The problem we confront is better described not as too little science in public culture but as too much. Given the absurdities and errors abroad in the land, it may seem crazy to say this, yet the point can be pressed. Consider, again, the climate change deniers, the anti-vaxxers, and the creationists. They’re wrong-headed of course, but, like the Moon-landing deniers and the Flat-Earthers, their rejection of Right Thinking is not delivered as anti-science. Instead, it comes garnished with the supposed facts, theories, approved methods, and postures of objectivity and disinterestedness associated with genuine science. Wrong-headedness often advertises its embrace of officially cherished scientific values — skepticism, disinterestedness, universalism, the distinction between secure facts and provisional theories — and frequently does so more vigorously than the science rejected. The deniers’ notion of science sometimes seems, so to speak, hyperscientific, more royalist than the king. And, if you want examples of hyperscientific tendencies in so-called pseudoscience, there are now sensitive studies of the biblical astronomy craze instigated in the 1950s by the psychiatrist Immanuel Velikovsky, or you can consider the meticulous methodological attentiveness of parapsychology, or you can reflect on why it might be that students of the human sciences are deluged with lessons on The Scientific Method while chemists and geologists are typically content with mastering just the various methods of their specialties. The Truth-Deniers find scientific facts and theories shamefully ignored by the elites; they embrace conceptions of a coherent, stable, and effective Scientific Method that the elites are said to violate; they insist on the necessity of radical scientific skepticism, universal replication, and openness to alternative views that the elites contravene. On those criteria, who’s really anti-scientific? Who are the real Truth-Deniers?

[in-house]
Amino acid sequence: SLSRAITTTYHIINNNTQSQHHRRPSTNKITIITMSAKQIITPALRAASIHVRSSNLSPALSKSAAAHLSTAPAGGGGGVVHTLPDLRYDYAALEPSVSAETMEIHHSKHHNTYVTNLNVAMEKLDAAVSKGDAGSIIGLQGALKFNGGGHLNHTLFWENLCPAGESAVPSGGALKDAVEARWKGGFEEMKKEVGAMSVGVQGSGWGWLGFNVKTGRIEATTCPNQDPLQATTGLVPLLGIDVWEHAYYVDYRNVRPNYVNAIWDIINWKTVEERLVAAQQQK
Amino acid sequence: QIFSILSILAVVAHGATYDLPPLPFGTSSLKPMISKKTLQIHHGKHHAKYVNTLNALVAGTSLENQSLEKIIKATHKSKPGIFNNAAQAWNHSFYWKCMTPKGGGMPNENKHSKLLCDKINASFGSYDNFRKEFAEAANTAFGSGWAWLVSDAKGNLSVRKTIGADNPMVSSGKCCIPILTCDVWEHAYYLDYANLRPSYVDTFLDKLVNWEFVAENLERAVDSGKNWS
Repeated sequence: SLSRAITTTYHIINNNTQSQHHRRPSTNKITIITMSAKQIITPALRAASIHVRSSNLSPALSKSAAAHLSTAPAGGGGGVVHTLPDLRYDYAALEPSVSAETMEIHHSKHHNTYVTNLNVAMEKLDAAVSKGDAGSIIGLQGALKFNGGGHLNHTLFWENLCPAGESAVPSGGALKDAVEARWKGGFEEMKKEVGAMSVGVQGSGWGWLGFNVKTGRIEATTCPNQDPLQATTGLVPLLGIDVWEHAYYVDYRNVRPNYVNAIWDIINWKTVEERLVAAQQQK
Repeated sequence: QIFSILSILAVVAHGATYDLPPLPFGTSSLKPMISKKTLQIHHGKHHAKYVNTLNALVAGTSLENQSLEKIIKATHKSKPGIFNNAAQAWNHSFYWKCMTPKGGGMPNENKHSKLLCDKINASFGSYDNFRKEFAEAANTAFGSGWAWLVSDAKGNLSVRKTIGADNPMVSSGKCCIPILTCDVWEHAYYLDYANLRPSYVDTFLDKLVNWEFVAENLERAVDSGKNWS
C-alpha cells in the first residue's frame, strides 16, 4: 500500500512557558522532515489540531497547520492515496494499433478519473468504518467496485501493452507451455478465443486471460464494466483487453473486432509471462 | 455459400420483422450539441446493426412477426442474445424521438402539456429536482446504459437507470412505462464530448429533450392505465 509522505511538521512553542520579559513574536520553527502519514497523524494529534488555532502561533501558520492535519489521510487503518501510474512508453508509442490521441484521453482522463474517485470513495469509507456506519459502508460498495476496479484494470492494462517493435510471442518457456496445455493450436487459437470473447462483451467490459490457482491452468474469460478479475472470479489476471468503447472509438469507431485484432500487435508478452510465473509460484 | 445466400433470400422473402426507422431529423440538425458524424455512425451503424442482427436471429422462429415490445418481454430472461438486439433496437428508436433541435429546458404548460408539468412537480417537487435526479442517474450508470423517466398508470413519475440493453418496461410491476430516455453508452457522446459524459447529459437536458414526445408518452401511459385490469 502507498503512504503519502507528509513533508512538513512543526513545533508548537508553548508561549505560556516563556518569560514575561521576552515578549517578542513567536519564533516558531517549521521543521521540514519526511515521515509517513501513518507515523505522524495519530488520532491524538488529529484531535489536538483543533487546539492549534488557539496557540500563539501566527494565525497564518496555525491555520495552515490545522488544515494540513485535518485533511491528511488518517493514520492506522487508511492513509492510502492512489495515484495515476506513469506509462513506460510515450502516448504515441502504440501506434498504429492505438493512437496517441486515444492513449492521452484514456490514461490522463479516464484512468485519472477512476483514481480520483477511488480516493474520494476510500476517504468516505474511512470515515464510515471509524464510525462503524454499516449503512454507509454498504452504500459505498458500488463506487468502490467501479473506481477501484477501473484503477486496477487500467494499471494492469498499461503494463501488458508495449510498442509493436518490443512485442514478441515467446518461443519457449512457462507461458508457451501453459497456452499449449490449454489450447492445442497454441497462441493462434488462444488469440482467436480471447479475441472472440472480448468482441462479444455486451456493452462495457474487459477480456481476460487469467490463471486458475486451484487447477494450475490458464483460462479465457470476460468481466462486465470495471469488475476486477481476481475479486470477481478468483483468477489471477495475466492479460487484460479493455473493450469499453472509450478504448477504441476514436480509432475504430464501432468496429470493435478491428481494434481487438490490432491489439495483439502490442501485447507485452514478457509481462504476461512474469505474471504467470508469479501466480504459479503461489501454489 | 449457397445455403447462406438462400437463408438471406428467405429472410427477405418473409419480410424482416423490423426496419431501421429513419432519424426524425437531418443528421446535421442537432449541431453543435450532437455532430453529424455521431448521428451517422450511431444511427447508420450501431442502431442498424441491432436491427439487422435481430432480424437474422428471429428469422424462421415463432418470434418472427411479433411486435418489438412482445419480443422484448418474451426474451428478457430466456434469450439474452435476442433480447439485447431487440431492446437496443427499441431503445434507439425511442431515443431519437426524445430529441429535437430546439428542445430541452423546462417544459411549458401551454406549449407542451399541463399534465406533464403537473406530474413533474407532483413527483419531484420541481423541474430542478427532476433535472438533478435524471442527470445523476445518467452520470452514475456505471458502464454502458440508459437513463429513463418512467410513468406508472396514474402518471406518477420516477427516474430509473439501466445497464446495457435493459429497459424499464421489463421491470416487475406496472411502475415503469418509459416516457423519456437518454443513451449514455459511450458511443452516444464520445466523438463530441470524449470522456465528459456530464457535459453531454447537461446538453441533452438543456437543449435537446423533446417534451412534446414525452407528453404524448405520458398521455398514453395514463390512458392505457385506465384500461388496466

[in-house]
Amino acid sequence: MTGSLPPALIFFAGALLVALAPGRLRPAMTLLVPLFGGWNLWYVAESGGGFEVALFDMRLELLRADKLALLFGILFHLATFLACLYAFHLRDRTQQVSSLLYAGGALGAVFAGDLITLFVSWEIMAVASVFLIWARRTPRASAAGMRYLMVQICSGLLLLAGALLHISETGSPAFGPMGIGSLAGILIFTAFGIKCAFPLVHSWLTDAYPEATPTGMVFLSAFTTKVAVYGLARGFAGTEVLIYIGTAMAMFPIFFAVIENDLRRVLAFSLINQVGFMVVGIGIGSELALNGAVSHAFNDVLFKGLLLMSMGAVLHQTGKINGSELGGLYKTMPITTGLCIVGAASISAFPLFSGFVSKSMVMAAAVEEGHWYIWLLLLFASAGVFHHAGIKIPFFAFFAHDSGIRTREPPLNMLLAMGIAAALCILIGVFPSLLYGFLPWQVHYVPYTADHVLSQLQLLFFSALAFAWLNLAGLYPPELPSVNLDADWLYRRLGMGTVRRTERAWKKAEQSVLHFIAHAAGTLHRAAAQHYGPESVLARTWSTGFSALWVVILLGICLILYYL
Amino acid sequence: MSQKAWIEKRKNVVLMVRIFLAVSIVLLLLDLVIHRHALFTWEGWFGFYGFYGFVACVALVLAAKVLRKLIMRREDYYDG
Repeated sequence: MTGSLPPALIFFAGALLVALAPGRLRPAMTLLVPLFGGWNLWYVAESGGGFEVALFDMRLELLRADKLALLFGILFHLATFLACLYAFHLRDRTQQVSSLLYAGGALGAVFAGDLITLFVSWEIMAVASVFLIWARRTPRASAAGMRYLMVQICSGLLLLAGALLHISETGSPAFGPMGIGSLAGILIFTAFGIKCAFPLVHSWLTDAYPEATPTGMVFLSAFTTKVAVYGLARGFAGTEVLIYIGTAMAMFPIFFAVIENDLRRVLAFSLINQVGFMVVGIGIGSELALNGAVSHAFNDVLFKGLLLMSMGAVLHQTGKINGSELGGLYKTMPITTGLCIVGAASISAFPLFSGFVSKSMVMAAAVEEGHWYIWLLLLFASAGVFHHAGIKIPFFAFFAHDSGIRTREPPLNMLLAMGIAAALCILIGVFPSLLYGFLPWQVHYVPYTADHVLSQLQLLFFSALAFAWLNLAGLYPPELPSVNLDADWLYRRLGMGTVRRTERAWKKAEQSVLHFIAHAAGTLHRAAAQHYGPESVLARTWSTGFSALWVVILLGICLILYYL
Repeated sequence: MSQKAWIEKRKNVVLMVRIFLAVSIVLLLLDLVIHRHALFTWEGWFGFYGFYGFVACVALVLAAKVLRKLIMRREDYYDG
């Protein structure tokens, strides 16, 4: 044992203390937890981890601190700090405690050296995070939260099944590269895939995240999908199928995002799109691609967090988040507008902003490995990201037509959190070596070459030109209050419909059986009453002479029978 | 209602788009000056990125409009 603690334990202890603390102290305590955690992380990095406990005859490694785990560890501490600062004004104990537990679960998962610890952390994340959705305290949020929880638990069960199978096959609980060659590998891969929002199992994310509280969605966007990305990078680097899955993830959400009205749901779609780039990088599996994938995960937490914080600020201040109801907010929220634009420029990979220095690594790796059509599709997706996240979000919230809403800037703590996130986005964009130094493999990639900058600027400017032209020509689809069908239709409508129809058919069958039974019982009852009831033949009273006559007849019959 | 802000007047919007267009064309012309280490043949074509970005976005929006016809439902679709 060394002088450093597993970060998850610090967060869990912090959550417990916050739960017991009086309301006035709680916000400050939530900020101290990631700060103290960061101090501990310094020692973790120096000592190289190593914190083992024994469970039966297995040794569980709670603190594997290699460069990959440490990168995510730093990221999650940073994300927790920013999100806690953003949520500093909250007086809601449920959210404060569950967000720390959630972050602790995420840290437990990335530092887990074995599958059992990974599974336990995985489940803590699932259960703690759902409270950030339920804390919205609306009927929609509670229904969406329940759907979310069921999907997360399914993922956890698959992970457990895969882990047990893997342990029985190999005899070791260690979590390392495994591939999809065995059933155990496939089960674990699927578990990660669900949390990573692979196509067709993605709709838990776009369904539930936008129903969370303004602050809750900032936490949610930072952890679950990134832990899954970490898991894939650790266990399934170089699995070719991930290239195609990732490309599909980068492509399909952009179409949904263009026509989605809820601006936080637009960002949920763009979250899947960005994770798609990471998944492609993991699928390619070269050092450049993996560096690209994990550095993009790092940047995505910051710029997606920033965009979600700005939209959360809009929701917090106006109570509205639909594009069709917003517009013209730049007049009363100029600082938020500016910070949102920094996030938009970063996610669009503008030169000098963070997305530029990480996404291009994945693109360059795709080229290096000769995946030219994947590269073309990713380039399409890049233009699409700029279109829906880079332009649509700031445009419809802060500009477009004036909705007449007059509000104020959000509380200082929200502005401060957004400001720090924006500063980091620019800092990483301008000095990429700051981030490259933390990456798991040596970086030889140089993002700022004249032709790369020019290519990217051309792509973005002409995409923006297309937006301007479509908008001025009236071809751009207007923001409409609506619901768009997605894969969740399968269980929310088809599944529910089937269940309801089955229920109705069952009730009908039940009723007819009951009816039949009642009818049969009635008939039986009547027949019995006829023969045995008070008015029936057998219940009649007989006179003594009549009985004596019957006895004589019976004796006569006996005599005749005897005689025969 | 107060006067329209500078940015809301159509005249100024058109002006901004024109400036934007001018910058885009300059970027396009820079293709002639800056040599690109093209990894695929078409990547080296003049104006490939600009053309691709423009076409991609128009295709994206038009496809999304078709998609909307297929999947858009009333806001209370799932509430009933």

When science becomes so extensively bonded with power and profit, its conditions of credibility look more and more like those of the institutions in which it has been enfolded. Its problems are their problems. Business is not in the business of Truth; it is in the business of business. So why should we expect the science embedded within business to have a straightforward entitlement to the notion of Truth? The same question applies to the science embedded in the State’s exercise of power. Knowledge speaks through institutions; it is embedded in the everyday practices of social life; and if the institutions and the everyday practices are in trouble, so too is their knowledge. Given the relationship between the order of knowledge and the order of society, it’s no surprise that the other Big Thing now widely said to be in Crisis is liberal democracy. The Hobbesian Cui bono? question (Who benefits?) is generally thought pertinent to statecraft and commerce, so why shouldn’t there be dispute over scientific deliverances emerging, and thought to emerge, from government, business, and institutions advertising their relationship to them?
A chewy report from the trenches of epistemology. Go read it all.